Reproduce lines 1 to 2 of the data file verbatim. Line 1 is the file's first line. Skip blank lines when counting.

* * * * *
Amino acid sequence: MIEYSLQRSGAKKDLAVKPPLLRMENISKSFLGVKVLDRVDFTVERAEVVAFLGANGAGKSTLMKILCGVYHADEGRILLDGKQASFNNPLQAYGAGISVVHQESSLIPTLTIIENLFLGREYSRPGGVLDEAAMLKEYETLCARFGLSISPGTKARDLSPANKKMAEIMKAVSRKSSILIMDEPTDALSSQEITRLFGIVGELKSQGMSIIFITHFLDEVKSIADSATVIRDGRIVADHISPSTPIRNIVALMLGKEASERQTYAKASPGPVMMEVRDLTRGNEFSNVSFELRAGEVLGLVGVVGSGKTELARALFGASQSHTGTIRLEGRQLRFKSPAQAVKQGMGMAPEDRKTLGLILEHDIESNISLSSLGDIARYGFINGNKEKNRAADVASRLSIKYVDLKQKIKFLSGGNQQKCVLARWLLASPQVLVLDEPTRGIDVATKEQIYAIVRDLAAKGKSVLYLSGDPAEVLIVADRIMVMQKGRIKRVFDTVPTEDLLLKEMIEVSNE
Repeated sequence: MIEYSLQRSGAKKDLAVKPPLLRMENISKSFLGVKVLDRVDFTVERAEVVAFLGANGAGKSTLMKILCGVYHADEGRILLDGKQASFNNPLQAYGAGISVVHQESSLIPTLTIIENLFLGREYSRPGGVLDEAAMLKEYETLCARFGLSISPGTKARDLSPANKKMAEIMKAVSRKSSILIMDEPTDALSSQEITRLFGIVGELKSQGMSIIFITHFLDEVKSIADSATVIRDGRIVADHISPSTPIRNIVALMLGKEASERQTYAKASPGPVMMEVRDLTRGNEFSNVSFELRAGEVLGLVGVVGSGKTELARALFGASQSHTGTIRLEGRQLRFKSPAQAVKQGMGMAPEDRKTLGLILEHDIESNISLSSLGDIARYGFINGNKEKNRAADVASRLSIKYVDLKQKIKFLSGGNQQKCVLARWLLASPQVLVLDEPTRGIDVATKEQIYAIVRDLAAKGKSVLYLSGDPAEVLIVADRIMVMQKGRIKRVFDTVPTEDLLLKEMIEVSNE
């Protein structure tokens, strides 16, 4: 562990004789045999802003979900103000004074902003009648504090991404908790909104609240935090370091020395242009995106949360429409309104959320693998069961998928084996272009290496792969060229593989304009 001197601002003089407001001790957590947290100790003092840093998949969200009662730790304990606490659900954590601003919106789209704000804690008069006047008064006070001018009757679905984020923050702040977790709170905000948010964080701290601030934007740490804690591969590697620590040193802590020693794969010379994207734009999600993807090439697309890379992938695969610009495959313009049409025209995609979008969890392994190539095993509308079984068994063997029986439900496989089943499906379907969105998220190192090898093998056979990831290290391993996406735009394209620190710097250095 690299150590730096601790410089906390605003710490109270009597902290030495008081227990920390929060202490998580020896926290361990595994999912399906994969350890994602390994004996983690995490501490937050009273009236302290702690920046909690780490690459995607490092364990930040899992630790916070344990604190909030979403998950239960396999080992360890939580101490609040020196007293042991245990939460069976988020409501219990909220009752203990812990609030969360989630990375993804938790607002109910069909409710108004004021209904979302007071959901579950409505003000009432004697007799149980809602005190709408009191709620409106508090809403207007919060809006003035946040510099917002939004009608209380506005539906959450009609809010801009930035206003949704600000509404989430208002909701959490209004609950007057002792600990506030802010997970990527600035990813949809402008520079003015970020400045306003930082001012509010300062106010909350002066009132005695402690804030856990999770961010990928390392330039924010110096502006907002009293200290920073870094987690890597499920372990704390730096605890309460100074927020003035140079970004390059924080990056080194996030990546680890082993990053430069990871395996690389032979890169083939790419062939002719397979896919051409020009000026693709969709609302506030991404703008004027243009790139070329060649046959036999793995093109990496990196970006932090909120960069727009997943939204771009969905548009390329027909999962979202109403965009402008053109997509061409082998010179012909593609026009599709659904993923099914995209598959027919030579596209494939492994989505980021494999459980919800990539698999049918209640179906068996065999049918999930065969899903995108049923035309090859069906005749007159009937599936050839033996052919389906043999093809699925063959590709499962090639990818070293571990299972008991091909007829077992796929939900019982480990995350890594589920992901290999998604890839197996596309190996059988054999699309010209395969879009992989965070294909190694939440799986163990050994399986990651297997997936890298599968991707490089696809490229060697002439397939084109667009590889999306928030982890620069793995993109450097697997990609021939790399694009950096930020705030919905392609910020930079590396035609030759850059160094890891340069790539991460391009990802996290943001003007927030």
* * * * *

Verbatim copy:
Amino acid sequence: MIEYSLQRSGAKKDLAVKPPLLRMENISKSFLGVKVLDRVDFTVERAEVVAFLGANGAGKSTLMKILCGVYHADEGRILLDGKQASFNNPLQAYGAGISVVHQESSLIPTLTIIENLFLGREYSRPGGVLDEAAMLKEYETLCARFGLSISPGTKARDLSPANKKMAEIMKAVSRKSSILIMDEPTDALSSQEITRLFGIVGELKSQGMSIIFITHFLDEVKSIADSATVIRDGRIVADHISPSTPIRNIVALMLGKEASERQTYAKASPGPVMMEVRDLTRGNEFSNVSFELRAGEVLGLVGVVGSGKTELARALFGASQSHTGTIRLEGRQLRFKSPAQAVKQGMGMAPEDRKTLGLILEHDIESNISLSSLGDIARYGFINGNKEKNRAADVASRLSIKYVDLKQKIKFLSGGNQQKCVLARWLLASPQVLVLDEPTRGIDVATKEQIYAIVRDLAAKGKSVLYLSGDPAEVLIVADRIMVMQKGRIKRVFDTVPTEDLLLKEMIEVSNE
Repeated sequence: MIEYSLQRSGAKKDLAVKPPLLRMENISKSFLGVKVLDRVDFTVERAEVVAFLGANGAGKSTLMKILCGVYHADEGRILLDGKQASFNNPLQAYGAGISVVHQESSLIPTLTIIENLFLGREYSRPGGVLDEAAMLKEYETLCARFGLSISPGTKARDLSPANKKMAEIMKAVSRKSSILIMDEPTDALSSQEITRLFGIVGELKSQGMSIIFITHFLDEVKSIADSATVIRDGRIVADHISPSTPIRNIVALMLGKEASERQTYAKASPGPVMMEVRDLTRGNEFSNVSFELRAGEVLGLVGVVGSGKTELARALFGASQSHTGTIRLEGRQLRFKSPAQAVKQGMGMAPEDRKTLGLILEHDIESNISLSSLGDIARYGFINGNKEKNRAADVASRLSIKYVDLKQKIKFLSGGNQQKCVLARWLLASPQVLVLDEPTRGIDVATKEQIYAIVRDLAAKGKSVLYLSGDPAEVLIVADRIMVMQKGRIKRVFDTVPTEDLLLKEMIEVSNE